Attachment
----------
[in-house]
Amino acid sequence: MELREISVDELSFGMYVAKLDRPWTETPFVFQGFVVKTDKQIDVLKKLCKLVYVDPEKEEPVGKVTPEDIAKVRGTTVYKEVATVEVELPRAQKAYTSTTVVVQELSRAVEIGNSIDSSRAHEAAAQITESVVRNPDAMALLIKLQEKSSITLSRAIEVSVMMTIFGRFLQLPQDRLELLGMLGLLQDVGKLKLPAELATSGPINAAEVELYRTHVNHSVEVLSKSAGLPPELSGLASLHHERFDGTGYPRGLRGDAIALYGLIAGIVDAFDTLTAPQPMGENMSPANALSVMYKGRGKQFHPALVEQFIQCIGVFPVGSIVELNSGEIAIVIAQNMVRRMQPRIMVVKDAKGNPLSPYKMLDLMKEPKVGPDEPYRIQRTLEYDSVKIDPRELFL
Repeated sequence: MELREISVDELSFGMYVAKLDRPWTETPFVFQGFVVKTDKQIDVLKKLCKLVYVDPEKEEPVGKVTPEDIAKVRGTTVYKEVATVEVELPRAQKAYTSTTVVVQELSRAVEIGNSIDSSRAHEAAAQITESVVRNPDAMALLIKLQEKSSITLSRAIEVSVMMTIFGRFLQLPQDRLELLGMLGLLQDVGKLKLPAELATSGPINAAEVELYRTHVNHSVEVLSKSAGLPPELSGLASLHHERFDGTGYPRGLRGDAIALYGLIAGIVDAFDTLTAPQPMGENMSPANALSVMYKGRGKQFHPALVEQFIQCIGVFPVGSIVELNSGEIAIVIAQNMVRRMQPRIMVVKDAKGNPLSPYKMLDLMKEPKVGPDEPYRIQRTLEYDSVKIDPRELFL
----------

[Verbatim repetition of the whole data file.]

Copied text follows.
[in-house]
Amino acid sequence: MELREISVDELSFGMYVAKLDRPWTETPFVFQGFVVKTDKQIDVLKKLCKLVYVDPEKEEPVGKVTPEDIAKVRGTTVYKEVATVEVELPRAQKAYTSTTVVVQELSRAVEIGNSIDSSRAHEAAAQITESVVRNPDAMALLIKLQEKSSITLSRAIEVSVMMTIFGRFLQLPQDRLELLGMLGLLQDVGKLKLPAELATSGPINAAEVELYRTHVNHSVEVLSKSAGLPPELSGLASLHHERFDGTGYPRGLRGDAIALYGLIAGIVDAFDTLTAPQPMGENMSPANALSVMYKGRGKQFHPALVEQFIQCIGVFPVGSIVELNSGEIAIVIAQNMVRRMQPRIMVVKDAKGNPLSPYKMLDLMKEPKVGPDEPYRIQRTLEYDSVKIDPRELFL
Repeated sequence: MELREISVDELSFGMYVAKLDRPWTETPFVFQGFVVKTDKQIDVLKKLCKLVYVDPEKEEPVGKVTPEDIAKVRGTTVYKEVATVEVELPRAQKAYTSTTVVVQELSRAVEIGNSIDSSRAHEAAAQITESVVRNPDAMALLIKLQEKSSITLSRAIEVSVMMTIFGRFLQLPQDRLELLGMLGLLQDVGKLKLPAELATSGPINAAEVELYRTHVNHSVEVLSKSAGLPPELSGLASLHHERFDGTGYPRGLRGDAIALYGLIAGIVDAFDTLTAPQPMGENMSPANALSVMYKGRGKQFHPALVEQFIQCIGVFPVGSIVELNSGEIAIVIAQNMVRRMQPRIMVVKDAKGNPLSPYKMLDLMKEPKVGPDEPYRIQRTLEYDSVKIDPRELFL